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A Day in the Life of a Mature Psychology Student

By: Maggie Lonsdale BA (hons) - Updated: 9 Jul 2021 | comments*Discuss
Psychology Student Mature University

Psychology is a popular choice for mature students as it is a subject which suits having additional life experience.

Students From Different Backgrounds

Many people that choose to study psychology as a mature student have gained experience from their career, raising a family or through voluntary work. As psychology is a subject which many people have an interest in, places at university can be oversubscribed, although, as a rule, universities are keen to accept applications from mature students as they tend to stick out the course, and so pay their tuition fees.

To be classed as a mature student, you need to be over twenty one years of age when starting your university course, although the majority of mature psychology students are in their thirties and forties. However, there is usually no upper limit on the age of applications from mature students, especially as many people choose the subject as a form of ‘hobby’, rather than because they aim to practice as a psychologist.

A Popular Subject For Mature Students

It is also a popular subject choice for people wanting a ‘second career’, such as women who are looking to return to the workplace after bringing up a family or people that have been made redundant and are now keen to follow a long held interest in psychology. Mature students of psychology come from a wide variety of backgrounds, with varying careers and experience, however they all tend to have high degrees of motivation to study psychology as it is a rather ‘vocational’ subject, as opposed to one that you just decide to study for the sake of it.

Many mature students have backgrounds in natural sciences, social sciences and the arts, having gained experience in these areas often leads to a need to understand more about people’s behaviour. As such, mature psychology students often enjoy lively debates. Popular career paths after graduation include clinical psychology, forensic psychology, child psychology and general practice.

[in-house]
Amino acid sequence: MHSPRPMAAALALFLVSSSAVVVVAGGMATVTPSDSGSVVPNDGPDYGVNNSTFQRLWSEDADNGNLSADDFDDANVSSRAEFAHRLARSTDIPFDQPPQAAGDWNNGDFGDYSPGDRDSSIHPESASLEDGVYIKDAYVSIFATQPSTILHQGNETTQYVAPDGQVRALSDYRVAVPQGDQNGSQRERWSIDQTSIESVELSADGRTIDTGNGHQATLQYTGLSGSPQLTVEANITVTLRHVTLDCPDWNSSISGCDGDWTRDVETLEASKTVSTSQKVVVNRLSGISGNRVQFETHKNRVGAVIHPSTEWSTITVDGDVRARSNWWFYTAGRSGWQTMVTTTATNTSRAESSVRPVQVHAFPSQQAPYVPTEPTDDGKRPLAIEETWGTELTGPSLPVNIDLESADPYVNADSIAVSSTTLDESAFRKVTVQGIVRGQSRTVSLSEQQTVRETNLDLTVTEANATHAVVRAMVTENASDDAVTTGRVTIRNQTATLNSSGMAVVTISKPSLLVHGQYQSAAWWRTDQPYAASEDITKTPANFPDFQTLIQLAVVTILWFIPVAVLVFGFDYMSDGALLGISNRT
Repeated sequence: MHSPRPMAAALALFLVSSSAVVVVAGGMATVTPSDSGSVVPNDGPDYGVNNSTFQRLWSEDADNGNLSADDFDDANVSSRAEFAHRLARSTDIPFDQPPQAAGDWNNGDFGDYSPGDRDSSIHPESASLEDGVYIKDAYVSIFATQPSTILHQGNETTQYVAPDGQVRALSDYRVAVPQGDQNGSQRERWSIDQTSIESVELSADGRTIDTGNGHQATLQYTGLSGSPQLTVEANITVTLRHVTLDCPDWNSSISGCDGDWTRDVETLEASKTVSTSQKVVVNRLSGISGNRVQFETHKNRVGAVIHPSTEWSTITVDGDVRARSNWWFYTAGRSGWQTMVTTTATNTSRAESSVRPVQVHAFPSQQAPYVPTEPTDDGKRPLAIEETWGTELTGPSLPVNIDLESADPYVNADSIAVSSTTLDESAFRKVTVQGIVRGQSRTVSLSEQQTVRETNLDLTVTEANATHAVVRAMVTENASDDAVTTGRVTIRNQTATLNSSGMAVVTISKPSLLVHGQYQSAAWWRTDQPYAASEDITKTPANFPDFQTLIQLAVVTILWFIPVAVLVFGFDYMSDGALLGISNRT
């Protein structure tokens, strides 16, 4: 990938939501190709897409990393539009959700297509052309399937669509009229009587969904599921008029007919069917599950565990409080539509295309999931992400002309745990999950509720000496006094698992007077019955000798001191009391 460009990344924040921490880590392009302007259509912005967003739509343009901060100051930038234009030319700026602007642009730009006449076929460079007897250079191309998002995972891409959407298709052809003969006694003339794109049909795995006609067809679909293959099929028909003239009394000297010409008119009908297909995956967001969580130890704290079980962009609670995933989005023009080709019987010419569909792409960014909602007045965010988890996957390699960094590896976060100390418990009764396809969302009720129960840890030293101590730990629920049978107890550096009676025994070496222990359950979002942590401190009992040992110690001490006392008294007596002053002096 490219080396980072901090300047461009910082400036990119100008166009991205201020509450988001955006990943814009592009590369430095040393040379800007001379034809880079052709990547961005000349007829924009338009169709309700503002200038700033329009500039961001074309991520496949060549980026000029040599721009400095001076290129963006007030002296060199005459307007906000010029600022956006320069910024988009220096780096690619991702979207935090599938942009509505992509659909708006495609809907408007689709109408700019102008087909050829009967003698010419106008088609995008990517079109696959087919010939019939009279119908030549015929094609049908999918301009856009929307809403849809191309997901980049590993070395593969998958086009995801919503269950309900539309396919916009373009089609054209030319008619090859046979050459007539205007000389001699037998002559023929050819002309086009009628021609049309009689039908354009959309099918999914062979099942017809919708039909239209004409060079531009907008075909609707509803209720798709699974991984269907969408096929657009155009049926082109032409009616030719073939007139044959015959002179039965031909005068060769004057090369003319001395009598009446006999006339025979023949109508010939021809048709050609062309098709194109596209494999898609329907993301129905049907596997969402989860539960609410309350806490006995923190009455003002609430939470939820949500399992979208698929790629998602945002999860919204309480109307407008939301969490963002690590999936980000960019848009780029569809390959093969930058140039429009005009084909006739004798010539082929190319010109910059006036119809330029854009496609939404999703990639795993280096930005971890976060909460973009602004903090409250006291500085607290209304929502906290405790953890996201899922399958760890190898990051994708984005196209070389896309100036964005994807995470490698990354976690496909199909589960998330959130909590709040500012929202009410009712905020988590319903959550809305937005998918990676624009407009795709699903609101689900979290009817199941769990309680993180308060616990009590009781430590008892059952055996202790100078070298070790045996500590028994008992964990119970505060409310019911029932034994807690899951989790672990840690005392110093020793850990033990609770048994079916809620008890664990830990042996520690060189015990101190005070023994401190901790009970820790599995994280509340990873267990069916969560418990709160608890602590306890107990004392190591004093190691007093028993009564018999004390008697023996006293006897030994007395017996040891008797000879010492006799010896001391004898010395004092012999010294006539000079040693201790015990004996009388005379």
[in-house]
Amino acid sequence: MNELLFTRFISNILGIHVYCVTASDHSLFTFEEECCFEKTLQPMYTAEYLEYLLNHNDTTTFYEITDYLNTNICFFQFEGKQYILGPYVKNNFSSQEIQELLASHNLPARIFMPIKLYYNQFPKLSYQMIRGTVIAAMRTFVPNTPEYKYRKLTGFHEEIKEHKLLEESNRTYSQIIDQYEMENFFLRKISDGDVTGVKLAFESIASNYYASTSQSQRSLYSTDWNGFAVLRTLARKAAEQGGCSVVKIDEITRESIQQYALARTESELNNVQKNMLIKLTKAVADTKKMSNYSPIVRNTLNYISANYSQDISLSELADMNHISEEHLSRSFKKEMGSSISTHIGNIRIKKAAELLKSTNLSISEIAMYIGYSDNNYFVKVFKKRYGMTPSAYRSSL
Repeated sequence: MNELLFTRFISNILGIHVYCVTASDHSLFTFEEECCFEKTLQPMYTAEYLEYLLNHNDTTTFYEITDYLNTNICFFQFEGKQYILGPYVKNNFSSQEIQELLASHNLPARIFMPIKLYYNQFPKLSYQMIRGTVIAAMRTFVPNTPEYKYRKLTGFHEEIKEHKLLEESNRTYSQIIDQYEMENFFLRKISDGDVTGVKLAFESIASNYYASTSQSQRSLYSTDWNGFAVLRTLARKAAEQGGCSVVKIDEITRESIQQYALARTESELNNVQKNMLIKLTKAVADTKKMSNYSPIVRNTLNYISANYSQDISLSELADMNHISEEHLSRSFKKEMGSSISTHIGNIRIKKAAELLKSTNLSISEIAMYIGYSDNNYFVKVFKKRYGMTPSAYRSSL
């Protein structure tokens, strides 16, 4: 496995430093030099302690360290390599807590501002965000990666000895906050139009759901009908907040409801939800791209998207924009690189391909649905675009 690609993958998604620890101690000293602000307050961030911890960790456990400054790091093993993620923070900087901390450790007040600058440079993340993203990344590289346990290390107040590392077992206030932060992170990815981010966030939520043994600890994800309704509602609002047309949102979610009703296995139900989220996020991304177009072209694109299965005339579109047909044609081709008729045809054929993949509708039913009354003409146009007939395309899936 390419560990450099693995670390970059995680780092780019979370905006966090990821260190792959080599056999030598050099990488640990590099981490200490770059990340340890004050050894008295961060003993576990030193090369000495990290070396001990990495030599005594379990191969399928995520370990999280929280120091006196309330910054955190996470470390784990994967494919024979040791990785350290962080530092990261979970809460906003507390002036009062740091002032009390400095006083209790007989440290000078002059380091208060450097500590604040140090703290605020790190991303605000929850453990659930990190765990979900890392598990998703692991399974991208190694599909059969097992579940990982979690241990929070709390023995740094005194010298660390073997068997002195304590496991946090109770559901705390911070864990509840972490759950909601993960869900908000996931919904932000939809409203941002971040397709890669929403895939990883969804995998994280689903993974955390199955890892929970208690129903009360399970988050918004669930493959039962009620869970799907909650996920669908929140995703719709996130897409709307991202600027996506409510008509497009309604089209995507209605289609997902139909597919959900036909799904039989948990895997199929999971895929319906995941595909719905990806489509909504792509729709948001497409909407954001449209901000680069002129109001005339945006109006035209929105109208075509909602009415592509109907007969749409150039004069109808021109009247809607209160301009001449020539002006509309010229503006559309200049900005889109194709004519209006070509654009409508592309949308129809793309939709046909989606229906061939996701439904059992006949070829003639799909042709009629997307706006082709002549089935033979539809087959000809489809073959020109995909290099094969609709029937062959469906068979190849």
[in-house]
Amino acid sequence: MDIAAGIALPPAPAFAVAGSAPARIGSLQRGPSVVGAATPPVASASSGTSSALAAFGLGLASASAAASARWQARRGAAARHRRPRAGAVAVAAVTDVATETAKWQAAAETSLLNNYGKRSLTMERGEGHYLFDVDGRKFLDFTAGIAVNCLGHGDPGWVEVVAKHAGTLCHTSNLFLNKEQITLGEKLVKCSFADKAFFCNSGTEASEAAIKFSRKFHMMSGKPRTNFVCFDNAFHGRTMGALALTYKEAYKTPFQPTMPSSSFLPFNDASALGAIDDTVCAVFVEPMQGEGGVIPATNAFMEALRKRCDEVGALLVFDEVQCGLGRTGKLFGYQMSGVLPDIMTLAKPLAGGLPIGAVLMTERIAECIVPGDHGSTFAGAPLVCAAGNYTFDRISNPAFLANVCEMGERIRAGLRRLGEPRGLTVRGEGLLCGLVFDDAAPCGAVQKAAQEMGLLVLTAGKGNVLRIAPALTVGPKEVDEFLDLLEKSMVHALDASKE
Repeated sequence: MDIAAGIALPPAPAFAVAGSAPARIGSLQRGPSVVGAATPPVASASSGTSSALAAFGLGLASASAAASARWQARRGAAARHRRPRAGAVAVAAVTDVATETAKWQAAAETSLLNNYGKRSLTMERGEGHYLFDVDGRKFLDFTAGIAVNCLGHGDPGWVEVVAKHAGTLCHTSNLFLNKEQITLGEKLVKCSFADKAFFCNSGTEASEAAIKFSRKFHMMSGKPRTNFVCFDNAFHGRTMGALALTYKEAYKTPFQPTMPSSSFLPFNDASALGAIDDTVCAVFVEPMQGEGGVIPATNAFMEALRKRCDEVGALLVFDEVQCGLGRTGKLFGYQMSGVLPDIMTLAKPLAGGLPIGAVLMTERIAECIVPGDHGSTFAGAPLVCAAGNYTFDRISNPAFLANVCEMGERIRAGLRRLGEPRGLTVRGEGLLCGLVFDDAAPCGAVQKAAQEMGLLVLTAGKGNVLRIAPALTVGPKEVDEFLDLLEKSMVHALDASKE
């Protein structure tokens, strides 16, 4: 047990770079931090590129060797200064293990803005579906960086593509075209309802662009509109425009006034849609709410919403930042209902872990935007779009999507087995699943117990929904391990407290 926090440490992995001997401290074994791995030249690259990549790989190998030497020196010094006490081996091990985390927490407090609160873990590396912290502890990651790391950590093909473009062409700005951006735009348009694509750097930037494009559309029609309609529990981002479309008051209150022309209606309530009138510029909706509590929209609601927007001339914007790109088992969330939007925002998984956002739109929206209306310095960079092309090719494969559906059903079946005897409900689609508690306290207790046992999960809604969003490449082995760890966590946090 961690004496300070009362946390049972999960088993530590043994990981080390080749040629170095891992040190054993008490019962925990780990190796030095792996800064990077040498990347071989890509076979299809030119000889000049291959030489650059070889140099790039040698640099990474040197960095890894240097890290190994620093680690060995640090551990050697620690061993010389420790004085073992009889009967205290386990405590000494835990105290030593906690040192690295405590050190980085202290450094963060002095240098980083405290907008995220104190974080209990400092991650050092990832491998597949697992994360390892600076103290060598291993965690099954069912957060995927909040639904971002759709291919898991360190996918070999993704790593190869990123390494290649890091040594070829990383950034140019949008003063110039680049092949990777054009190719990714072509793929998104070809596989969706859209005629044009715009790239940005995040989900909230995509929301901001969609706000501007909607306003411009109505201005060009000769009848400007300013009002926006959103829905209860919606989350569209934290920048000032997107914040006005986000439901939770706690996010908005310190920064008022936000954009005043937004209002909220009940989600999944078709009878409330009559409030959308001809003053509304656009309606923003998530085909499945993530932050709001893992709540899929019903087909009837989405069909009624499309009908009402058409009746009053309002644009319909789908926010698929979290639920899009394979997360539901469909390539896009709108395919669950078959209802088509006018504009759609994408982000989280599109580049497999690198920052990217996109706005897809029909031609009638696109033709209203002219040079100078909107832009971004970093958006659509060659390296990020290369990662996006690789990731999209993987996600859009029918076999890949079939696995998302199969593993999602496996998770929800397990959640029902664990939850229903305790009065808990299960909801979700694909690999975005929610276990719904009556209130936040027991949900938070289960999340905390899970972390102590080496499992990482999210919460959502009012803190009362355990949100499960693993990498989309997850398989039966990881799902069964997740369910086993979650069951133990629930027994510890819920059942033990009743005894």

Psychology Degree Modules

Mature students will be given a timetable for each university semester, usually taking three years to complete, although some postgraduate courses can vary. Different modules will usually include Developmental and Biological Psychology, Applied and Social Psychology, the History of Psychology and Effective Research.

The modules will usually be taken by a different professor and it is common for mature students to get on better with more experienced university lecturers, as some can be a little inflexible with the life experiences of mature students. Consequently, there may be some areas in which mature students flourish more than others, as is to be expected.

If you are thinking about becoming a mature student of psychology, it is worth looking at the content and bias of different universities as they can vary tremendously. If you are not already determined by geographical location, you will notice that certain universities have a background or reputation for being particularly scientific or non-scientific manner, often connected to their sources of funding.

As psychology can be approached in very different ways, if you are keen to study in either a scientific or non-scientific manner, be sure to ask your admissions secretary or a lecturer from your potential course. They will answer your honestly because, as mentioned earlier, they are keen to make sure you finish your course successfully.

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My son, who is 21 has taken a keen interest in psychology with a view to studying it at university. Please can you tell me if he needs to do Alevels or if there is another route as a mature student?
Sunshine - 9-Jul-21 @ 9:54 AM
Hi all, This forum looks really useful, I have a lot of questions about psychology. I'm 27 with a background in social science and I work as a policy analyst. I've wanted to be a counsellor for a long time and I'm considering counselling psychology. I know I can do a conversion course part-time while working. But doing a doctorate in counselling psychology sounds impossible when I look into it. Has anyone got any advice on doing a doctorate part-time while working? Is it possible? I don't think it's feasible for me to give up working for 4 years although I know the reward on the other end would be worth it. I need to keep working to pay my finances. Does anyone have any insights? Is competition on Doctorates very high? Appreciate any advice, thank you.
Tgall93 - 13-May-20 @ 10:49 AM
Hi I’m in the very early stages of considering studying psychology as a mature student. I am at the stage in my life where I feel the need to do something for me educationally. I feel apprehensive and would like some advice. Where would you start... Would I need to do an access course as I have little qualifications. I also think I have dyslexia but have never been diagnosed or had support surrounding it. I feel fearful Though would like to see what my options are.
Maggie - 27-May-19 @ 8:48 PM
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